I think there are some players that could be considered an "injury risk", Tyler Eifert for instance, but the reality is stepping on a football field is the biggest risk any player takes and there is no way to foresee what happened with Young.


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#24 jkough1

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Posted 22 August 2019 - 11:18 AM

Never said don't take risks.  In fact I said I very much supported the risk when it came to Tavon's contract and this possible injury doesn't make me think it was bad process to have given him that deal.  I simply think he represented a larger than standard risk from an injury standpoint at the time of signing his deal.  Frankly I don't see much room for disagreement with that opinion.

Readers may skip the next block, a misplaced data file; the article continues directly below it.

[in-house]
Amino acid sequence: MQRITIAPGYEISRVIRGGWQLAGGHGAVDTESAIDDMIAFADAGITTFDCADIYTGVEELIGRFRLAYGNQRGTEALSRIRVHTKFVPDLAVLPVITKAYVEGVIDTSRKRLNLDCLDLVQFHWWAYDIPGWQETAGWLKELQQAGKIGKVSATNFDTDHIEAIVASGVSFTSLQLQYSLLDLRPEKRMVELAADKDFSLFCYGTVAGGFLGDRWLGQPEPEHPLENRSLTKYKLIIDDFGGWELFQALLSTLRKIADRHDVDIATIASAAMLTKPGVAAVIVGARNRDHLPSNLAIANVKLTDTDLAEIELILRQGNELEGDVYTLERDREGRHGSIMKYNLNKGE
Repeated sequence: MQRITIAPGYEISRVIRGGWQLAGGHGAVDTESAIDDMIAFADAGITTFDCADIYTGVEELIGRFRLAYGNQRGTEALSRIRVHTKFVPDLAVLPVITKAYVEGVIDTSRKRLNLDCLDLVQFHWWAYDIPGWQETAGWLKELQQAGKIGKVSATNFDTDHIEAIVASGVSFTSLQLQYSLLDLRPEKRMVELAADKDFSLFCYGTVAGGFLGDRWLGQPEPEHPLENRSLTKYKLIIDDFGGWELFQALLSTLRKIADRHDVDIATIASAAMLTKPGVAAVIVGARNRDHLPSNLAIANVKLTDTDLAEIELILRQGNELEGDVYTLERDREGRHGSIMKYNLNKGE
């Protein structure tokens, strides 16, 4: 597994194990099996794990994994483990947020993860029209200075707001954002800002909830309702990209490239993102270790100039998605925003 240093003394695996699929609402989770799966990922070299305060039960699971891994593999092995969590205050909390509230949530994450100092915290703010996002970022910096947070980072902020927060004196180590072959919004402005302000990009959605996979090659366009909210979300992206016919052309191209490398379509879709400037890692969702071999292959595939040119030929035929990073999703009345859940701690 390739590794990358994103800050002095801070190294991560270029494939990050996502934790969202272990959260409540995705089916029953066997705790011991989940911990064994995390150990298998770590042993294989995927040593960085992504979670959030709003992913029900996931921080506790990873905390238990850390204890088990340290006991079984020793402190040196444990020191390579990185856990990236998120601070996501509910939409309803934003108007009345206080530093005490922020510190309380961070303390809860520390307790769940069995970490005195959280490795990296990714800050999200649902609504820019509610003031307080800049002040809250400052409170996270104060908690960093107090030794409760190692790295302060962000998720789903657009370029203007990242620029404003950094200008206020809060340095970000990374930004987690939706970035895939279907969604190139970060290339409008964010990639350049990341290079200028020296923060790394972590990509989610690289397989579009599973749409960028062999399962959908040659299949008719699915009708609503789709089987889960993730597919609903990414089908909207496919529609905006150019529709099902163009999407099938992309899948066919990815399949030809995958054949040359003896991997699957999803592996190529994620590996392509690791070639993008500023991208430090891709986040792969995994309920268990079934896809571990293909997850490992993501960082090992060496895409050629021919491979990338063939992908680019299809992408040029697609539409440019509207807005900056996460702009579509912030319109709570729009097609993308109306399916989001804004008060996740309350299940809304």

I don't really know what my take on this is going to be but the implications of your post and others are that you can make a list of guys that you expect to be more likely to be injured on the roster than not based on past injury history. 

 

I'd be curious to see people who think there was more risk make that list for the 2019 season and then track it. I think the predictiveness of injuries outside a very few select guys is probably pretty hard to do in the NFL. 

 

I wonder if there is a study that shows correlation of a IR trip being more likely to make you have another IR trip in the future, too.

 

To me, this is like defenses getting "tired". Intuitively, sure it makes a lot of sense, but I wonder if the numbers when actually parsed out would show the same thing (I have no idea).